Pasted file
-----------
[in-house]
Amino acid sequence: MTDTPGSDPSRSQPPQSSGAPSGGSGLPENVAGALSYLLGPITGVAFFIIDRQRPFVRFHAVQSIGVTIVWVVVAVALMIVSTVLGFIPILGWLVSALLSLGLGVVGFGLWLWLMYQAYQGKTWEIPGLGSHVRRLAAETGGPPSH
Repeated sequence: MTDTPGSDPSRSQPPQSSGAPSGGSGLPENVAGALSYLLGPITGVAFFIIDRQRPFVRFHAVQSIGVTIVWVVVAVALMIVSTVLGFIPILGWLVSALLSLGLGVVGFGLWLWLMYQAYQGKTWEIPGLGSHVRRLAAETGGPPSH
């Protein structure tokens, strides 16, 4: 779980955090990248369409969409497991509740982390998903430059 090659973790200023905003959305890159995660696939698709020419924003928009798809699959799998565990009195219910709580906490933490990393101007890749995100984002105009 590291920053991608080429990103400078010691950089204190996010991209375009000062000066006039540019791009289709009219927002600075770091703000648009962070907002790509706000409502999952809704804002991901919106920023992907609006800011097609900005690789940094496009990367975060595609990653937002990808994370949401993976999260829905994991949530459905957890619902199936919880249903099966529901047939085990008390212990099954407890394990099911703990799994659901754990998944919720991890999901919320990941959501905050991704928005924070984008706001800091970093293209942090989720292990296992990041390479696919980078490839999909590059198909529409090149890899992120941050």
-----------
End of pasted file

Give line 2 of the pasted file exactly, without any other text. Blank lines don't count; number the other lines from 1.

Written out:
Amino acid sequence: MTDTPGSDPSRSQPPQSSGAPSGGSGLPENVAGALSYLLGPITGVAFFIIDRQRPFVRFHAVQSIGVTIVWVVVAVALMIVSTVLGFIPILGWLVSALLSLGLGVVGFGLWLWLMYQAYQGKTWEIPGLGSHVRRLAAETGGPPSH